by Robert Sewell
Do the Teachings of Paul and the Church Agree or Contradict Torah?
Christianity was spread mostly by Paul of Tarsus, the self-proclaimed 13th apostle to the Gentiles. Because the Church adopted Paul's doctrines (and seem to have edited and enhanced them - read The Orthodox Corruption of Scripture, Bart D. Ehrman, ISBN 0-19-510279-7), when you examine the main beliefs and doctrines of the Christian church, they are the same as found in the epistles of Paul (and those believed by laymen to be written by him).
To prove or disprove the doctrines of one is to prove or disprove the other. What are these doctrines? Can we find a list of core doctrines held by all its denominations? I believe such a list can be found in the book Churches of Today In the Light of Scripture, by L. G. Tomlinson, published by the Gospel Advocate Company, Nashville, TN. I have the 10th edition, published in 1962. Let us compare this list to TN"K to see if there is agreement.
Section I of this book is given the title The Great Salvation, which, in three subsections, attempts to explore and explain the issue of salvation, the Christian's primary concern. First is given the Christian "proof" that the "old" covenant was insufficient for man to obtain salvation. Second is the attempt to show that God has given only one way to gain salvation, that one way being, of course, Jesus. Finally, the Christian's "new and improved" way of obtaining salvation is given.
On the next three pages are the three subsections (headings in large, bold type), followed by Tomlinson's "proofs" (in italics). I have rearranged them and tried to group them according to common themes, headed by smaller, bold type. After each proof is my refutation from TN"K (and logic).
None Saved by the Old Testament Law
First it must be said that many Jews have argued that the intent of the Law was not salvation, that the Law was a set of guidelines for how to live and how to build a just and moral society. Torah, these Jews say, is a way to righteousness, not justification before God's judgment. Personally, I'm not sure there is a difference between being righteous and being justified before God, and I can see much in TN"K that indicates that the Law does lead to righteousness which justifies us before God. These same Jews would, I think, acknowledge that righteousness comes by obedience to Torah, and only those who live righteously will see the world to come.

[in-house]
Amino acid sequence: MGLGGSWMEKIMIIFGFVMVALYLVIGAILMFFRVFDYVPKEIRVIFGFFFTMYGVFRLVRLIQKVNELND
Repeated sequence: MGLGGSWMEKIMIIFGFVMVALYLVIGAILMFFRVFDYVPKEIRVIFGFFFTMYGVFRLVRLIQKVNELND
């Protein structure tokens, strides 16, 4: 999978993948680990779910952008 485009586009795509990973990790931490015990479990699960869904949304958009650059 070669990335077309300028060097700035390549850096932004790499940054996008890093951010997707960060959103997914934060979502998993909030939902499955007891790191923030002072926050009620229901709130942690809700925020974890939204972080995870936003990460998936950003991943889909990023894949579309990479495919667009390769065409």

Sin, before and after Torah
Both the Jew and Gentile were under sin after Jesus had shed his blood, showing that nothing but obedience to the Gospel could save (Rom. 3:9).
After the law had come and gone, all, Jew and Gentile, were still under sin (Galatians 3:22).
Refutation -- The two assertions made by both of these 'proofs' -- that everyone was under sin after Jesus' death and after the law had, according to Paul, been done away with, and that only obedience to the gospel can save -- are unrelated, therefore neither proves nor disproves the other. The fact that Jews and Gentiles are under sin after the crucifixion (were they not also sinners before Jesus? isn't that why Jesus said he came?) has nothing to do with whether or not obedience to the gospel saves. The question of whether or not obedience to the gospel can save will be explored in the third section.
Justification through Torah
No one was justified by the deeds of the law (Romans 3:20).
The works of the law justified no one (Galatians 2:16).
No one is justified by the law in the sight of God (Galatians 3:11, 12).
If there had been a law which could have given life, righteousness should have been by the law and not by the gospel (Galatians 3:21).
Refutation -- The bible begs to differ. A righteous man is, by definition, also justified. The Hebrew word tsadaq is translated both 'righteous' and 'justified.' There are many examples of men who are called righteous by God. Noah was called righteous (Genesis 6:9; Ezekiel 14:14, 20). Abraham was righteous. David was righteous (2 Samuel 22:21). Daniel and Job were called righteous (Ezekiel 14:14, 20; Job 27:6; 29:14). The Christian's own bible says that John the Baptist's parents, Zacharias and Elizabeth, were righteous due to their obedience to Torah (Luke 1:5, 6).
King David wrote that because of his obedience to all of the law, he was perfect with God, and that he was righteous and rewarded accordingly (Psalms 18:20-26). How can this be when we all know David sinned before God? Because God is merciful, and knowing we are imperfect humans, gave us ways to atone for our sin to make us righteous again before Him. David said that God Himself led David to righteousness (Psalms 23:3).